Gamk hasn’t had sex with anyone in more than a decade, despite being undetectable. When the opportunity presented itself a couple of years ago, a man got dressed and left following her disclosure. But this, Gamk says, is preferable to the risk of an altercation were she to keep her HIV a secret. She will continue to disclose her status to any potential sex partners—despite being unable to transmit the virus—given the stigma that persists.

In addition to the struggles associated with living with HIV, Gamk has faced adversity in her journey to transition. “I struggled with thoughts of suicide and attempted five times. The last attempt was about 10 years ago. If I hadn’t started hormones, I might have tried again in the last couple of years,” she says. According to the Centre for Suicide Prevention, more than 10% of all trans people have attempted suicide in the last year and 22% to 43% of trans people have attempted suicide in their lifetimes.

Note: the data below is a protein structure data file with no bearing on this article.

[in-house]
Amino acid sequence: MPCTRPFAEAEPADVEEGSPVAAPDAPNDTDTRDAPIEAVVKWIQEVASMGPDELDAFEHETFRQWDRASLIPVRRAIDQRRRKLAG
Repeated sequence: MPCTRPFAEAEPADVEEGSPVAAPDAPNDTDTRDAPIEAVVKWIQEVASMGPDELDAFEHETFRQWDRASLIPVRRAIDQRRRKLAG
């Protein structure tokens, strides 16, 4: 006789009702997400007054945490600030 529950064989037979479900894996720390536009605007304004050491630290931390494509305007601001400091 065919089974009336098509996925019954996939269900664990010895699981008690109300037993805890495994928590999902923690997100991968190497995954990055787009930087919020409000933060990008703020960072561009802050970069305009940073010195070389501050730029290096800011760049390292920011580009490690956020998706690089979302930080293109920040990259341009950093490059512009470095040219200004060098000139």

In the early 2000s, Gamk visited the Centre for Addiction and Mental Health (CAMH) in the hopes of starting hormone therapy. But the experience turned out to be a terrible one that delayed her transition. “I did try to get on hormones about 15 years ago. But they shot me down,” recalls Gamk. “They told me that I couldn’t afford it, they didn’t think it was going to be a good fit for me and I needed to live as a female for two years before they’d even consider giving me hormones.” Gamk’s experience differed significantly from Quinn’s; when it comes to accessing treatment, rules about waiting periods have now been relaxed.